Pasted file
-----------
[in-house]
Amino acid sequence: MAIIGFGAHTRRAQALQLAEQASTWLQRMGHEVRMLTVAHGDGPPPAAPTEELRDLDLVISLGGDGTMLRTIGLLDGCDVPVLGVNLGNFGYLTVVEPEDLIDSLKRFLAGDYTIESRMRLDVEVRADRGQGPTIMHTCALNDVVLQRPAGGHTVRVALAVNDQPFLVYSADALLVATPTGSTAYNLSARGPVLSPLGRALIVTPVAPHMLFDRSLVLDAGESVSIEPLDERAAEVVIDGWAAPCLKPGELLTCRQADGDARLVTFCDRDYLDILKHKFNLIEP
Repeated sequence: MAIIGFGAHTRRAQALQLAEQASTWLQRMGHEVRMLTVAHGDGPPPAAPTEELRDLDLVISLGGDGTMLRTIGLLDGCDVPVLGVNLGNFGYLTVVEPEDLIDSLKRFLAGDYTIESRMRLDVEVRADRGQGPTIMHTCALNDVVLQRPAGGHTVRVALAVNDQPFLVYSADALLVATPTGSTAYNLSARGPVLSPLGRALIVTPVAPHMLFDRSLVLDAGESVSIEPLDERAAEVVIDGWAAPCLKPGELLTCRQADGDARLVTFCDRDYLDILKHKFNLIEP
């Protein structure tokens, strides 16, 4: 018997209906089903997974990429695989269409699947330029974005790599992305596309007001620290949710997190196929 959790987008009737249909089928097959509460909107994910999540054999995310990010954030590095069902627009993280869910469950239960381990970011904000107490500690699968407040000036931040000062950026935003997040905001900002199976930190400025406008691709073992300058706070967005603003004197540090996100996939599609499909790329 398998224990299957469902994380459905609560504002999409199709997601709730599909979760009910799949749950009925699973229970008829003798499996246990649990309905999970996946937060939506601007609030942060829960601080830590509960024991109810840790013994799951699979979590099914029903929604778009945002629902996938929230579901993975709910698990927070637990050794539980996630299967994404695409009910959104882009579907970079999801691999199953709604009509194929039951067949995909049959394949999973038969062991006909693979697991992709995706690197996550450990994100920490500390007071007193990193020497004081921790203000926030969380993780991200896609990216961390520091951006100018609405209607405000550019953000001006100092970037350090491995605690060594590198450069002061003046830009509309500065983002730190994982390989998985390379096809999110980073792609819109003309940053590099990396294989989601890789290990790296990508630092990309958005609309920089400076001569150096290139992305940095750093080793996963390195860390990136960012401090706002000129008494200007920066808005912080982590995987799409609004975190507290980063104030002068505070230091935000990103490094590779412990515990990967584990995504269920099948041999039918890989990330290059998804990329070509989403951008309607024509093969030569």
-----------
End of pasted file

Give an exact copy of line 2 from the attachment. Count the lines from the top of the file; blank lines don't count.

Amino acid sequence: MAIIGFGAHTRRAQALQLAEQASTWLQRMGHEVRMLTVAHGDGPPPAAPTEELRDLDLVISLGGDGTMLRTIGLLDGCDVPVLGVNLGNFGYLTVVEPEDLIDSLKRFLAGDYTIESRMRLDVEVRADRGQGPTIMHTCALNDVVLQRPAGGHTVRVALAVNDQPFLVYSADALLVATPTGSTAYNLSARGPVLSPLGRALIVTPVAPHMLFDRSLVLDAGESVSIEPLDERAAEVVIDGWAAPCLKPGELLTCRQADGDARLVTFCDRDYLDILKHKFNLIEP